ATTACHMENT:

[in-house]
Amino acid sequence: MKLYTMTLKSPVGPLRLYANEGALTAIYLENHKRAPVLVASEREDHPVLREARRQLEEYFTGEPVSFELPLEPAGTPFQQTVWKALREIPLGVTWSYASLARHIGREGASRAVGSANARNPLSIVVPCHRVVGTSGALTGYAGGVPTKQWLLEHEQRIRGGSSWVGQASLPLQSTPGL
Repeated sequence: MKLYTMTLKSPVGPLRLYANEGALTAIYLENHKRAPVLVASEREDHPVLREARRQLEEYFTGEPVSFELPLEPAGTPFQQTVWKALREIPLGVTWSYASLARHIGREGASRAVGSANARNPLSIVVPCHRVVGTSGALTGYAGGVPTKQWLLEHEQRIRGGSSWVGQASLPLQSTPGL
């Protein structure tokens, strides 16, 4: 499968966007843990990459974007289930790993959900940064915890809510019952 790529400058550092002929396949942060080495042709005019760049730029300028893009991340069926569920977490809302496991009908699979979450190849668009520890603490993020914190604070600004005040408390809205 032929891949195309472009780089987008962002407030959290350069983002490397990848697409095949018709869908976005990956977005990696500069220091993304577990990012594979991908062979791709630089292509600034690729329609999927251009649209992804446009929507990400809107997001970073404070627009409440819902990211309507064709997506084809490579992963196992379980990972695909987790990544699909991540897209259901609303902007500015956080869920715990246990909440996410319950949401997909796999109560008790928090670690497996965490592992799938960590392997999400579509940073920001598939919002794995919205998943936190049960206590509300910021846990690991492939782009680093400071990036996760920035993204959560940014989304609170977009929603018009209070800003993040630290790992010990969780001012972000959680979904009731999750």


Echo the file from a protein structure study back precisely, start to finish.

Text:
[in-house]
Amino acid sequence: MKLYTMTLKSPVGPLRLYANEGALTAIYLENHKRAPVLVASEREDHPVLREARRQLEEYFTGEPVSFELPLEPAGTPFQQTVWKALREIPLGVTWSYASLARHIGREGASRAVGSANARNPLSIVVPCHRVVGTSGALTGYAGGVPTKQWLLEHEQRIRGGSSWVGQASLPLQSTPGL
Repeated sequence: MKLYTMTLKSPVGPLRLYANEGALTAIYLENHKRAPVLVASEREDHPVLREARRQLEEYFTGEPVSFELPLEPAGTPFQQTVWKALREIPLGVTWSYASLARHIGREGASRAVGSANARNPLSIVVPCHRVVGTSGALTGYAGGVPTKQWLLEHEQRIRGGSSWVGQASLPLQSTPGL
């Protein structure tokens, strides 16, 4: 499968966007843990990459974007289930790993959900940064915890809510019952 790529400058550092002929396949942060080495042709005019760049730029300028893009991340069926569920977490809302496991009908699979979450190849668009520890603490993020914190604070600004005040408390809205 032929891949195309472009780089987008962002407030959290350069983002490397990848697409095949018709869908976005990956977005990696500069220091993304577990990012594979991908062979791709630089292509600034690729329609999927251009649209992804446009929507990400809107997001970073404070627009409440819902990211309507064709997506084809490579992963196992379980990972695909987790990544699909991540897209259901609303902007500015956080869920715990246990909440996410319950949401997909796999109560008790928090670690497996965490592992799938960590392997999400579509940073920001598939919002794995919205998943936190049960206590509300910021846990690991492939782009680093400071990036996760920035993204959560940014989304609170977009929603018009209070800003993040630290790992010990969780001012972000959680979904009731999750």